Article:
Love and scandal are the best sweeteners of tea. —Henry Fielding

17 December 2011

Troubled Women

This is going to be three movie reviews in one, and the films struck me as similar in some ways because of their troubled lead female characters.

I'll start with the least interesting first. Another Earth is the story of a young woman who makes a very bad decision and kills two people. She then proceeds to make many more bad decisions over the course of Another Earth's running time. Another Earth is also about this planet that is a second Earth that is somehow (this is unexplained in the film as far as I can tell) orbiting near the Earth's own orbit. The sci-fi stuff is somewhat intriguing, and also very much a retread of the grief-fantasy that forms the title of John Cameron Mitchell's film Rabbit Hole. In any case, the sci-fi stuff is not really a part of the plot hardly at all. In reality Another Earth is a two-person melodrama with the backdrop of this enormous scientific/space breakthrough that is (eventually) unrelated to the film's dramatics. There is a lot with which one could be annoyed with in this film, but I found its star Brit Marling interesting and didn't mind the movie too much.

Melancholia, Lars Von Trier's new film, also involves a planet moving toward the Earth, although this time the planet will actually crash into the Earth and (probably) destroy it. In a way, Melancholia's science fiction also takes a backseat to the film's real dramatics, but Von Trier is much, much better at personal wounds and melodrama, and Melancholia is always interesting, even when one is irritated with the film's main characters or frustrated with their private pain. One of the things I love about Melancholia is that I didn't quite understand a lot of it. I really like that. The film is deliberately obtuse at times, and there is much that feels very fleshed out for the actors and director, but which was lost on me. Fine. In a way, it seems to me that this is how sadness/grief/melancholia works, i.e. that there is much that outsiders simply cannot comprehend; there are things that don't translate, that sound trivial or stupid when put into language. (Also, I love that we are allowed to use the word melancholia here instead of the more medicalized depression.)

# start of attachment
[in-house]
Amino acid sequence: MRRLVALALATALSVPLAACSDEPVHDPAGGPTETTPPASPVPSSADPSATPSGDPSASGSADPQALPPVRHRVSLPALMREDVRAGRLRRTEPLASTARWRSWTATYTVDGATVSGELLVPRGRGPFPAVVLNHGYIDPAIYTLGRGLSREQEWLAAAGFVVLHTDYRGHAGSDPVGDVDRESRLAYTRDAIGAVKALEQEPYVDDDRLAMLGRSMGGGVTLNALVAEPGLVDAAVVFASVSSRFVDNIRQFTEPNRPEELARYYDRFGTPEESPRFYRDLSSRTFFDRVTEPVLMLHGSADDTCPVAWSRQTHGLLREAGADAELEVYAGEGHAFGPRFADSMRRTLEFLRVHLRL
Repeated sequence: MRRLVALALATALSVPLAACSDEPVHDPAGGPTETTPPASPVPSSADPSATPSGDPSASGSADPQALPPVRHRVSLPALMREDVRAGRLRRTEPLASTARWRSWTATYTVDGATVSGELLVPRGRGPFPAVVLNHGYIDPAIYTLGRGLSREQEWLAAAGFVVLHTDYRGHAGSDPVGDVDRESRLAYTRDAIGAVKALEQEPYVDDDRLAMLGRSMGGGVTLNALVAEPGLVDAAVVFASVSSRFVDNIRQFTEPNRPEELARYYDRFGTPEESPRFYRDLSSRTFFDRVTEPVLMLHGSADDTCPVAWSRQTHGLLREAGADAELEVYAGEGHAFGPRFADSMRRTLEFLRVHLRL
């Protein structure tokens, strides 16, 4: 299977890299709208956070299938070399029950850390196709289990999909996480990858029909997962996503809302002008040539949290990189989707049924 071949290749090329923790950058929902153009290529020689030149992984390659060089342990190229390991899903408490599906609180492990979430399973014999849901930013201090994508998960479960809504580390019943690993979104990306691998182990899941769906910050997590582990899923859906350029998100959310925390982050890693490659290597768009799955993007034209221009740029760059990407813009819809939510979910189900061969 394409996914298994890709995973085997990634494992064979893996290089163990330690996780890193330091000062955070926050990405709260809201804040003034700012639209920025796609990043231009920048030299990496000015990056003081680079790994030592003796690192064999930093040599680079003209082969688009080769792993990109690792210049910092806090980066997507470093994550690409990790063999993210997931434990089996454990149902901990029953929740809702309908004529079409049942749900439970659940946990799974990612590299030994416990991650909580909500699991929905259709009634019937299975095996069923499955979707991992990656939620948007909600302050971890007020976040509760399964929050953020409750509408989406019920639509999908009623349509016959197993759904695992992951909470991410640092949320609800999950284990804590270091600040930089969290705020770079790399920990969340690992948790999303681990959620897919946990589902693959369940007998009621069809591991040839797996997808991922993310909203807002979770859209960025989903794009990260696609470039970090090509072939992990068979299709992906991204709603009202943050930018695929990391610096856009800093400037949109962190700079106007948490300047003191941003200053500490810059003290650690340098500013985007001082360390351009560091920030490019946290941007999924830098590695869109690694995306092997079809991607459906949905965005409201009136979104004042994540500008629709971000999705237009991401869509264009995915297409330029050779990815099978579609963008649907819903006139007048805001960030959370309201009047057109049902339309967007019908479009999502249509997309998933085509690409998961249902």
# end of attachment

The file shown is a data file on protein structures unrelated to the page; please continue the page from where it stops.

Melancholia also ends up being about that planet crashing into the Earth. I am not sure what all of that is supposed to mean or do, but I found it compelling. I do have a big gripe with this film, though, and that's that the soundtrack consists chiefly of the same seven-minute (or so) sequence from Wagner's Tristan und Isolde. Now, I don't remember the plot of T&I very well, but I don't and didn't need to know the plot to be distracted by the music, which recurs more than five times throughout. And whenever it did I was thinking What does this have to do with Tristan and Isolde? Is there going to be a suicide for love here? The film is so fundamentally not about love, that I found this music choice very confusing.

Last one, and I think I liked this one the best of the three. Martha Marcy May Marlene is about a young woman who becomes quite disturbed after living with a cult in upstate New York for two years or so. Her cult experience is disturbing, but the film also asks if what we see onscreen is real. Is this woman disturbed because of what happened to her or are we seeing what we see because she is disturbed. The film does this in a very clever way, and the storytelling here is excellent. The whole thing is interesting from the start, and Elizabeth Olsen, who plays the main character (Martha Marcy May Marlene) is superb.

Hugh Dancy and John Hawkes are also great (Hawkes is doing his usual creepy-man thing to terrific effect), but the whole ensemble is scary and very interesting. This is a psychological thriller, I guess, and it's a film that uses the (now tired) convention of questioning whether what we're watching is real in new and very smart ways. And the end of the film is perfect, asking us to rethink several other key scenes. It's a superb ending that makes this fairly good film a much better one because of its superb ending. I left the theatre a little shaken, and I have to say I've thought about this film many times since. It's stuck with me.